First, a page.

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Co-counselling (spelled co-counseling in American English) (also known as re-evaluation counseling [1]) is a grassroots, low-cost method of personal change based on reciprocal peer counselling. It uses simple methods that can be seen as a refinement of "you tell me your problems and I'll tell you mine". In particular, time is shared equally and the essential requirement of the person taking their turn in the role of counsellor is to do their best to listen and give their full attention to the other person. It is not a discussion; the aim is to support the person in the client role to work through their own issues in a mainly self-directed way.

Co-counselling was originally formulated in the early 1950s by the American Harvey Jackins through a combination of his personal experiences gained in counselling sessions and personal adaptations of earlier theories such as Dianetics (as described by historian of Scientology Jon Atack in his biography of L Ron Hubbard, A Piece of Blue Sky). Jackins founded the Re-evaluation Counseling (RC) Communities, with headquarters in Seattle, Washington. His son, Tim Jackins, is currently the international leader of Re-evaluation Counseling and its main affiliates.

There are a number of smaller, separate, independent organisations that have resulted from (originally) breakaways from, or re-workings of, Re-evaluation Counselling. The principal of these is Co-Counselling International (CCI), which can be considered to be a fork away from RC.

General descriptionEdit

The main activity in co-counselling involves participants arranging to meet regularly in pairs to give each other peer-to-peer counselling, in turn playing the role of counsellor and client, with equal amounts of time allocated to each. The co-counselling organisations arrange training and activities that enable co-counsellors to get in touch with each other as well as a range of other activities. The terms "client" and "counsellor" have stuck through analogy with what co-counsellors tend to refer to as "one-way counselling". Since co-counselling is different from one-way counselling, attempts have been made to use other terms that seem more appropriate such as "worker" and "listener".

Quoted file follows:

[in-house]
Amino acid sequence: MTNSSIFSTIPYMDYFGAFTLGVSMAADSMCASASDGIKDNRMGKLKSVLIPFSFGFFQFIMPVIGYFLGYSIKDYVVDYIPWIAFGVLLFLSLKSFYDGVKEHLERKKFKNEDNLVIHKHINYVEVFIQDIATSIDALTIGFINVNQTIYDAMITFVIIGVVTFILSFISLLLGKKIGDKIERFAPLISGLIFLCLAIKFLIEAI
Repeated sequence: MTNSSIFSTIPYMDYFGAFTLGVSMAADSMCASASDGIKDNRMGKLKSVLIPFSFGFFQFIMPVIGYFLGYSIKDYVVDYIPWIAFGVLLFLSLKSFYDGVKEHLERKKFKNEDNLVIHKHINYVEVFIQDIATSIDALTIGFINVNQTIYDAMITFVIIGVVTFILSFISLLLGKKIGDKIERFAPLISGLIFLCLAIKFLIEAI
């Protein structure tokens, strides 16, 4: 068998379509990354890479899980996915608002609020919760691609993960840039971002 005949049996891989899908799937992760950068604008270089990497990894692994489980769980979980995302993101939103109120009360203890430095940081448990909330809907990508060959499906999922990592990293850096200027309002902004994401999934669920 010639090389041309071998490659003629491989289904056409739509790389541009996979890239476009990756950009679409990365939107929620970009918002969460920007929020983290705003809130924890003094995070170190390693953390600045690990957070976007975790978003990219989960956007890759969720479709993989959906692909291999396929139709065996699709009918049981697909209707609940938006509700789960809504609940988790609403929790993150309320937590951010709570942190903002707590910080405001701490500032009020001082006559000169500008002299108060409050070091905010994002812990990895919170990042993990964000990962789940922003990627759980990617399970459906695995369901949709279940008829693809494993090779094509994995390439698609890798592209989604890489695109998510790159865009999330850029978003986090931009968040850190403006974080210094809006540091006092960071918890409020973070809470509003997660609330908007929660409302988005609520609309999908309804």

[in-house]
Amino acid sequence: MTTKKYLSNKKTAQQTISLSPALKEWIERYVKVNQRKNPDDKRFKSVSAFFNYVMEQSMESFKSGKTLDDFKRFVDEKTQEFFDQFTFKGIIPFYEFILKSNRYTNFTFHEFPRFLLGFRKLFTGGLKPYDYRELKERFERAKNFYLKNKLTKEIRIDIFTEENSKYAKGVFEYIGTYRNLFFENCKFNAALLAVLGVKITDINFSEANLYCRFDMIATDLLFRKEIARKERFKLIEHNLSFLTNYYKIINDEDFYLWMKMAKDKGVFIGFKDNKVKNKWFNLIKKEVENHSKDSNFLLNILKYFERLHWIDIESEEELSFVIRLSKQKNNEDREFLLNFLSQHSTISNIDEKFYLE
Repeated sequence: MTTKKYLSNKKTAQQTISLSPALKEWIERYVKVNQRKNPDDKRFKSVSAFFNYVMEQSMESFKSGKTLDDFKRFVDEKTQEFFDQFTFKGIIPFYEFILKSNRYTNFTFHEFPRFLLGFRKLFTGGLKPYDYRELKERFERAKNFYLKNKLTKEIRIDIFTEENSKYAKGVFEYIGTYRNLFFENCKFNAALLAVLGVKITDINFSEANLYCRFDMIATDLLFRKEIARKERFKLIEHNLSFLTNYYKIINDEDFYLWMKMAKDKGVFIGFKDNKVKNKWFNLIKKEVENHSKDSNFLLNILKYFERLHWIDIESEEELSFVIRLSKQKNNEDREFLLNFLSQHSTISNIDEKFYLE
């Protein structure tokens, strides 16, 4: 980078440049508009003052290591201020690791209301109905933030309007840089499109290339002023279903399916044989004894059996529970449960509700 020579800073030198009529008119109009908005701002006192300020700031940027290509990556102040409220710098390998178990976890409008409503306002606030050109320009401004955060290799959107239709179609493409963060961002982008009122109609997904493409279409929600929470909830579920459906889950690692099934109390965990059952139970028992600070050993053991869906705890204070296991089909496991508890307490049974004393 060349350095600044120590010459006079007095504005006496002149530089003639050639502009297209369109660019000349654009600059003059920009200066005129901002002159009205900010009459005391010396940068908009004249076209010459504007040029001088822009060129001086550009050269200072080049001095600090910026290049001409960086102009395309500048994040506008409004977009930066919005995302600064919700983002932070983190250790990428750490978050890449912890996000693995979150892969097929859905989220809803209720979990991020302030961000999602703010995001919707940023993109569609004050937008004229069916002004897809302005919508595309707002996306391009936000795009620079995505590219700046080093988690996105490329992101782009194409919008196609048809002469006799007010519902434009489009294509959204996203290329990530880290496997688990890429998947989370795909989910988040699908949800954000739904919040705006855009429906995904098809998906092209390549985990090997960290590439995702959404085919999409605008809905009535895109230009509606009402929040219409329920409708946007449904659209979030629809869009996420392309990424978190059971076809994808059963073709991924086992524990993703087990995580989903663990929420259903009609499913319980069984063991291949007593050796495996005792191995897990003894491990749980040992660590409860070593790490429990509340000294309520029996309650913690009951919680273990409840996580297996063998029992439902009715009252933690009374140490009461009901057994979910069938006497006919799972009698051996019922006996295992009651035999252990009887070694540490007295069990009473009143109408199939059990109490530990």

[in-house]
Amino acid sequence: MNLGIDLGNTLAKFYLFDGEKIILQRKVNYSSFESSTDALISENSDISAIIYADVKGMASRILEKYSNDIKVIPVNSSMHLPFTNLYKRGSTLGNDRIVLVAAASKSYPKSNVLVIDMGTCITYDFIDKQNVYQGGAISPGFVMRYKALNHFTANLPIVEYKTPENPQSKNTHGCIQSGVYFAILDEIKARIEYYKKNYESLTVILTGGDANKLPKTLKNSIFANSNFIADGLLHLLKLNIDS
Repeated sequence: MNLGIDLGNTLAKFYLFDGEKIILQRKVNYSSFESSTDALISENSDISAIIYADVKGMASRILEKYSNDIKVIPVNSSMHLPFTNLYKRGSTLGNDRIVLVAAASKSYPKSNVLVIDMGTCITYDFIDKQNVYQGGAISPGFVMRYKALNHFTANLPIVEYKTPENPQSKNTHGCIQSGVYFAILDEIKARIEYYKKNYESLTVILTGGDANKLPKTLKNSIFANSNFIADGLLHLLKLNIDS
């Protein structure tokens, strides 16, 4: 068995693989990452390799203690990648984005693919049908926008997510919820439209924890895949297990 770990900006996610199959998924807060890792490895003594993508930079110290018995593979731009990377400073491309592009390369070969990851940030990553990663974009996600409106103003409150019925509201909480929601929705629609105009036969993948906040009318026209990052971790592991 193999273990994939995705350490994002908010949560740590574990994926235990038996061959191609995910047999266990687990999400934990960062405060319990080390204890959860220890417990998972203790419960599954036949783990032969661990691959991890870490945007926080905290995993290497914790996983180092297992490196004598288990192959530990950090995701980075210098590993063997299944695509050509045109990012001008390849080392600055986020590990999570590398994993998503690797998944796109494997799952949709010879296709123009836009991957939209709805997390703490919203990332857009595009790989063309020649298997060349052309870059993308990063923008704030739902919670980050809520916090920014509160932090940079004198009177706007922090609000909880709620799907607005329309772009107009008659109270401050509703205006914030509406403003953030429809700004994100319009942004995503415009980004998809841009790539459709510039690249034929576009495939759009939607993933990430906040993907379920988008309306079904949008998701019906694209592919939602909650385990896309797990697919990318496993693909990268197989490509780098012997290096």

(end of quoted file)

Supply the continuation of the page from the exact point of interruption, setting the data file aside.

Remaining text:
Co-counselling functions by giving people an opportunity to work on whatever issues they choose with the accepting support of another person. They do not have to please the other person and whatever they do or say is okay. Indeed, the other person does not even need to understand what they are working on. In fact, co-counsellors sometimes work in a language that the other person does not understand, if they use any language, as co-counselling is often done non-verbally. The counsellor is not doing things to the client and is only using methods that both have learned.

Safety (in the sense of being very low risk) and the sense that a co-counselling session is a safe space is important to the method. There are strict rules of confidentiality, in general nothing about anyone's work in a co-counselling session may be revealed to anyone else. This is stricter than in other practices where practitioners discuss clients with supervisors, colleagues and sometimes with all sorts of other people. The peer relationship makes a considerable contribution to a sense of trust.